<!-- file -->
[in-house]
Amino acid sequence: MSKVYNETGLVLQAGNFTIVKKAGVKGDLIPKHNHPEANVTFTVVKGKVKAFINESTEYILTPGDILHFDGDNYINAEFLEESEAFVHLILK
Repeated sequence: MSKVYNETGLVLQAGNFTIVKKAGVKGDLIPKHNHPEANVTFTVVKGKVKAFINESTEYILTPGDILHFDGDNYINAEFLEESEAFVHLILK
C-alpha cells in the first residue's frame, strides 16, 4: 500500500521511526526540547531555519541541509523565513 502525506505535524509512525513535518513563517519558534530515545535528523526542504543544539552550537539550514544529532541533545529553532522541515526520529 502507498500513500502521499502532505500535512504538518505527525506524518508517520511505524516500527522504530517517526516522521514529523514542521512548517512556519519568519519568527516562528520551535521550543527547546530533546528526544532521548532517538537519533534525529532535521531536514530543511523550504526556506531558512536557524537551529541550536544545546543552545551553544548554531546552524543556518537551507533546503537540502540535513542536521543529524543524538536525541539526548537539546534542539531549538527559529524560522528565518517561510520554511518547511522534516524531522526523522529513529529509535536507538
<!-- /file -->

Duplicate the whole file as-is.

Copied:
[in-house]
Amino acid sequence: MSKVYNETGLVLQAGNFTIVKKAGVKGDLIPKHNHPEANVTFTVVKGKVKAFINESTEYILTPGDILHFDGDNYINAEFLEESEAFVHLILK
Repeated sequence: MSKVYNETGLVLQAGNFTIVKKAGVKGDLIPKHNHPEANVTFTVVKGKVKAFINESTEYILTPGDILHFDGDNYINAEFLEESEAFVHLILK
C-alpha cells in the first residue's frame, strides 16, 4: 500500500521511526526540547531555519541541509523565513 502525506505535524509512525513535518513563517519558534530515545535528523526542504543544539552550537539550514544529532541533545529553532522541515526520529 502507498500513500502521499502532505500535512504538518505527525506524518508517520511505524516500527522504530517517526516522521514529523514542521512548517512556519519568519519568527516562528520551535521550543527547546530533546528526544532521548532517538537519533534525529532535521531536514530543511523550504526556506531558512536557524537551529541550536544545546543552545551553544548554531546552524543556518537551507533546503537540502540535513542536521543529524543524538536525541539526548537539546534542539531549538527559529524560522528565518517561510520554511518547511522534516524531522526523522529513529529509535536507538